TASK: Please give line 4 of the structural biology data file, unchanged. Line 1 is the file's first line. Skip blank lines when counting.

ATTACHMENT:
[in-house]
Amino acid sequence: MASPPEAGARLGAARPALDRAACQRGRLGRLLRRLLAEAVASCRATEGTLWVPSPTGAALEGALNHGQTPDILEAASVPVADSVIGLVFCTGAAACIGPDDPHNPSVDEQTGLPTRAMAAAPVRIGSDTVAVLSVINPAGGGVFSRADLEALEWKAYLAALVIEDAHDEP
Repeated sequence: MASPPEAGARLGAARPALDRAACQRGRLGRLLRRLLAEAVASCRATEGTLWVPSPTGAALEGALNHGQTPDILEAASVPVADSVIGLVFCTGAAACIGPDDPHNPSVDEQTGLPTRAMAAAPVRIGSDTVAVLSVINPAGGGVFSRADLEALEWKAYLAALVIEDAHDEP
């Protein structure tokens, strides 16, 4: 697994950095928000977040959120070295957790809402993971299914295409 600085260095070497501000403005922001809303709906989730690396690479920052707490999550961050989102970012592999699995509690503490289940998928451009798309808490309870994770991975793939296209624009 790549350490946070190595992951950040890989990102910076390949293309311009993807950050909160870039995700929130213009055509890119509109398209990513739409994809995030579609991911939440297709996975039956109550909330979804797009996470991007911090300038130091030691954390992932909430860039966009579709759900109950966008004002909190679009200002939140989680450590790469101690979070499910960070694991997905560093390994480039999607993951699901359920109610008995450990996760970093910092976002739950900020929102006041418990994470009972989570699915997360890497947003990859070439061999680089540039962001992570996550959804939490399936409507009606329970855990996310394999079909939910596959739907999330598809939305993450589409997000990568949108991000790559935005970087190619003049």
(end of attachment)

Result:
């Protein structure tokens, strides 16, 4: 697994950095928000977040959120070295957790809402993971299914295409 600085260095070497501000403005922001809303709906989730690396690479920052707490999550961050989102970012592999699995509690503490289940998928451009798309808490309870994770991975793939296209624009 790549350490946070190595992951950040890989990102910076390949293309311009993807950050909160870039995700929130213009055509890119509109398209990513739409994809995030579609991911939440297709996975039956109550909330979804797009996470991007911090300038130091030691954390992932909430860039966009579709759900109950966008004002909190679009200002939140989680450590790469101690979070499910960070694991997905560093390994480039999607993951699901359920109610008995450990996760970093910092976002739950900020929102006041418990994470009972989570699915997360890497947003990859070439061999680089540039962001992570996550959804939490399936409507009606329970855990996310394999079909939910596959739907999330598809939305993450589409997000990568949108991000790559935005970087190619003049």